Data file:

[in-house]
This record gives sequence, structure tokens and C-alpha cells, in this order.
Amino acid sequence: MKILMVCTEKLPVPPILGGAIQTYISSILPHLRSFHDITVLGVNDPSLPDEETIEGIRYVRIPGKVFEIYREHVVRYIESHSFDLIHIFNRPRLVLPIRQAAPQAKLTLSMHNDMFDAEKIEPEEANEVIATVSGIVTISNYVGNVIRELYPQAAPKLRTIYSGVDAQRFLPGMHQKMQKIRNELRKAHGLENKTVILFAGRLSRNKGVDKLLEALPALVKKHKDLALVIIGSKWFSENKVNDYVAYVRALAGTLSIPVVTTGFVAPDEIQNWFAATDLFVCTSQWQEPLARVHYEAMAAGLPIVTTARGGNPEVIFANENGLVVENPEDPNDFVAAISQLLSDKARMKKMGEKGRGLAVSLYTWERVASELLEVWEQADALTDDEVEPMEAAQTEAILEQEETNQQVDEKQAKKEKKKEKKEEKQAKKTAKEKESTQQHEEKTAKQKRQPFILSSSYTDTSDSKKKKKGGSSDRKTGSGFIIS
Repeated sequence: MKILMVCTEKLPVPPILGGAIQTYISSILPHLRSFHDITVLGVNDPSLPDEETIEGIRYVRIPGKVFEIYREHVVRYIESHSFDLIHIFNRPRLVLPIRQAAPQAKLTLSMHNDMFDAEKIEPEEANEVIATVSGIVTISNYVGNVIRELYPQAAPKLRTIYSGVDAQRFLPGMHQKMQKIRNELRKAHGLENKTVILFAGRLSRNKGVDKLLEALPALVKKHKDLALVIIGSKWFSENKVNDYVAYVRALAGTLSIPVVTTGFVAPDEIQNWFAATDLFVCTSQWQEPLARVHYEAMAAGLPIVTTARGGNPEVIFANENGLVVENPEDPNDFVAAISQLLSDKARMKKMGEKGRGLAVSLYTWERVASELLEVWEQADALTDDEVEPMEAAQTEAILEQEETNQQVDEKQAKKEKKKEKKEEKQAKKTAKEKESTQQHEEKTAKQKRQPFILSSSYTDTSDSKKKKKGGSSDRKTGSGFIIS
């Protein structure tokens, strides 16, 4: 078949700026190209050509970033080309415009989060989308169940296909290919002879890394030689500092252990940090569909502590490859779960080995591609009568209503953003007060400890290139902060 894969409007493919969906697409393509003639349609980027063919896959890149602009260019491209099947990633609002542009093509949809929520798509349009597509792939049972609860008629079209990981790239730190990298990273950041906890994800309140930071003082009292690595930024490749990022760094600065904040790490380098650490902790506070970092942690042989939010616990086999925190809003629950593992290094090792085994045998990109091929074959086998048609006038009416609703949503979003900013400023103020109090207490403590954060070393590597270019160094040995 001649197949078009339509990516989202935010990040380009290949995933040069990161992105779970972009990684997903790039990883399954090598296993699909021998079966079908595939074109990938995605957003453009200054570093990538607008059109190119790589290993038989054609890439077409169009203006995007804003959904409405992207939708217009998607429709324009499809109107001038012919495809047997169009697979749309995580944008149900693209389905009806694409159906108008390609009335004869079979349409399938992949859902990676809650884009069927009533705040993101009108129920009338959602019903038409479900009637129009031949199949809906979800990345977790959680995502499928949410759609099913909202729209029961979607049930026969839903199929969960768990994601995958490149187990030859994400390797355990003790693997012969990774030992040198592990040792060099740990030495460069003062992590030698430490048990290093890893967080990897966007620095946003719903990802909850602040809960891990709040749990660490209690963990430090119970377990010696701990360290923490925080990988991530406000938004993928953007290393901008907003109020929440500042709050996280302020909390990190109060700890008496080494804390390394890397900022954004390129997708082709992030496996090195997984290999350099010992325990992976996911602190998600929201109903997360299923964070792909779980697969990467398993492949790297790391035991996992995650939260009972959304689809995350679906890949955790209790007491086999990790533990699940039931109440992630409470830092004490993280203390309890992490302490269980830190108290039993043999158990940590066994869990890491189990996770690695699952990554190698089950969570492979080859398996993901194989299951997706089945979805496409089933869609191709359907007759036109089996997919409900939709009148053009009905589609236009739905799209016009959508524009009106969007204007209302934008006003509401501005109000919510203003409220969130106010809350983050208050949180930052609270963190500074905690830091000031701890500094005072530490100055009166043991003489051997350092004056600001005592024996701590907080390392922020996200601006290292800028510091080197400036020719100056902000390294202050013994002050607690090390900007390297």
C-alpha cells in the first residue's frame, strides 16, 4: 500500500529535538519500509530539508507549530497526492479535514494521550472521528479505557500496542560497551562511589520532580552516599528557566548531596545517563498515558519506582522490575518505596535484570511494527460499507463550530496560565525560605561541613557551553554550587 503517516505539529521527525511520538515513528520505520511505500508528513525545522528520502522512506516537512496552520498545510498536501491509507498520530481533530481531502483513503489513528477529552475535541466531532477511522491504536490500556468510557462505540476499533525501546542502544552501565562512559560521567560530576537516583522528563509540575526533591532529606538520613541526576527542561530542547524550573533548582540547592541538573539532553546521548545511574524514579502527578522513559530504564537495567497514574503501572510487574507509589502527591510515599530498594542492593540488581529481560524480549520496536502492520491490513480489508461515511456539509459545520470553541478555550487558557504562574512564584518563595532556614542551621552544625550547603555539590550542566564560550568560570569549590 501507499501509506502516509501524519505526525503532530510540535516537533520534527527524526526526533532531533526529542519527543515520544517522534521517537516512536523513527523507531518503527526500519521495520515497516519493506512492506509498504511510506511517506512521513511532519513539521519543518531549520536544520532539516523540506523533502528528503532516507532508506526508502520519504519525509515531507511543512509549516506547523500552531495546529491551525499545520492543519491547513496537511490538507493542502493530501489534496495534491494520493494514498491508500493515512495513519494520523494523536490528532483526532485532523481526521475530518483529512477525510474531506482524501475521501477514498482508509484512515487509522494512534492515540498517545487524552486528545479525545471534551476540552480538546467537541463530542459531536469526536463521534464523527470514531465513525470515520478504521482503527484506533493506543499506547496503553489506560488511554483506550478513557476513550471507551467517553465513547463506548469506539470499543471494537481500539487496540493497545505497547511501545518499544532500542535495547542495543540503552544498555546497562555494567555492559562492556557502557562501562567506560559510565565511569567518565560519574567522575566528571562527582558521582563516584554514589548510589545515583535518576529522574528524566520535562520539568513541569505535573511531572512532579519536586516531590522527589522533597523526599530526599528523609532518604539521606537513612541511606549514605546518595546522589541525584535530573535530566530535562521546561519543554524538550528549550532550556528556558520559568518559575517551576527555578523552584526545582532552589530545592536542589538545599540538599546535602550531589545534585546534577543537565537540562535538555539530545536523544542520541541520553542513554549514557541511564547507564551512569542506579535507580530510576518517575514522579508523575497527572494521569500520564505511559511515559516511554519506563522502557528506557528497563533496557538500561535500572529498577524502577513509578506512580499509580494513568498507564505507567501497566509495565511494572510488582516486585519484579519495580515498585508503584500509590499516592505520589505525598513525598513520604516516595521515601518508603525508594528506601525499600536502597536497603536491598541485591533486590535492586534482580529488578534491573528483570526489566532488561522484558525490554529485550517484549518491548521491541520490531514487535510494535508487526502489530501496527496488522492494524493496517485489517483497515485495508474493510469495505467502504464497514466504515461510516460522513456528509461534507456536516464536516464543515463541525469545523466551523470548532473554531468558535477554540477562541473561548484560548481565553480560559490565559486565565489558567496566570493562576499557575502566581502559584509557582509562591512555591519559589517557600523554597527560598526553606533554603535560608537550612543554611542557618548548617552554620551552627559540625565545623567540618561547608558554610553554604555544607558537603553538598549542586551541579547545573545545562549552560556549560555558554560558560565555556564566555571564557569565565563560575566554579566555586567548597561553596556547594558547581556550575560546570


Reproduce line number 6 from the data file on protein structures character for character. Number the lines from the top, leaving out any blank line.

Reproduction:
C-alpha cells in the first residue's frame, strides 16, 4: 500500500529535538519500509530539508507549530497526492479535514494521550472521528479505557500496542560497551562511589520532580552516599528557566548531596545517563498515558519506582522490575518505596535484570511494527460499507463550530496560565525560605561541613557551553554550587 503517516505539529521527525511520538515513528520505520511505500508528513525545522528520502522512506516537512496552520498545510498536501491509507498520530481533530481531502483513503489513528477529552475535541466531532477511522491504536490500556468510557462505540476499533525501546542502544552501565562512559560521567560530576537516583522528563509540575526533591532529606538520613541526576527542561530542547524550573533548582540547592541538573539532553546521548545511574524514579502527578522513559530504564537495567497514574503501572510487574507509589502527591510515599530498594542492593540488581529481560524480549520496536502492520491490513480489508461515511456539509459545520470553541478555550487558557504562574512564584518563595532556614542551621552544625550547603555539590550542566564560550568560570569549590 501507499501509506502516509501524519505526525503532530510540535516537533520534527527524526526526533532531533526529542519527543515520544517522534521517537516512536523513527523507531518503527526500519521495520515497516519493506512492506509498504511510506511517506512521513511532519513539521519543518531549520536544520532539516523540506523533502528528503532516507532508506526508502520519504519525509515531507511543512509549516506547523500552531495546529491551525499545520492543519491547513496537511490538507493542502493530501489534496495534491494520493494514498491508500493515512495513519494520523494523536490528532483526532485532523481526521475530518483529512477525510474531506482524501475521501477514498482508509484512515487509522494512534492515540498517545487524552486528545479525545471534551476540552480538546467537541463530542459531536469526536463521534464523527470514531465513525470515520478504521482503527484506533493506543499506547496503553489506560488511554483506550478513557476513550471507551467517553465513547463506548469506539470499543471494537481500539487496540493497545505497547511501545518499544532500542535495547542495543540503552544498555546497562555494567555492559562492556557502557562501562567506560559510565565511569567518565560519574567522575566528571562527582558521582563516584554514589548510589545515583535518576529522574528524566520535562520539568513541569505535573511531572512532579519536586516531590522527589522533597523526599530526599528523609532518604539521606537513612541511606549514605546518595546522589541525584535530573535530566530535562521546561519543554524538550528549550532550556528556558520559568518559575517551576527555578523552584526545582532552589530545592536542589538545599540538599546535602550531589545534585546534577543537565537540562535538555539530545536523544542520541541520553542513554549514557541511564547507564551512569542506579535507580530510576518517575514522579508523575497527572494521569500520564505511559511515559516511554519506563522502557528506557528497563533496557538500561535500572529498577524502577513509578506512580499509580494513568498507564505507567501497566509495565511494572510488582516486585519484579519495580515498585508503584500509590499516592505520589505525598513525598513520604516516595521515601518508603525508594528506601525499600536502597536497603536491598541485591533486590535492586534482580529488578534491573528483570526489566532488561522484558525490554529485550517484549518491548521491541520490531514487535510494535508487526502489530501496527496488522492494524493496517485489517483497515485495508474493510469495505467502504464497514466504515461510516460522513456528509461534507456536516464536516464543515463541525469545523466551523470548532473554531468558535477554540477562541473561548484560548481565553480560559490565559486565565489558567496566570493562576499557575502566581502559584509557582509562591512555591519559589517557600523554597527560598526553606533554603535560608537550612543554611542557618548548617552554620551552627559540625565545623567540618561547608558554610553554604555544607558537603553538598549542586551541579547545573545545562549552560556549560555558554560558560565555556564566555571564557569565565563560575566554579566555586567548597561553596556547594558547581556550575560546570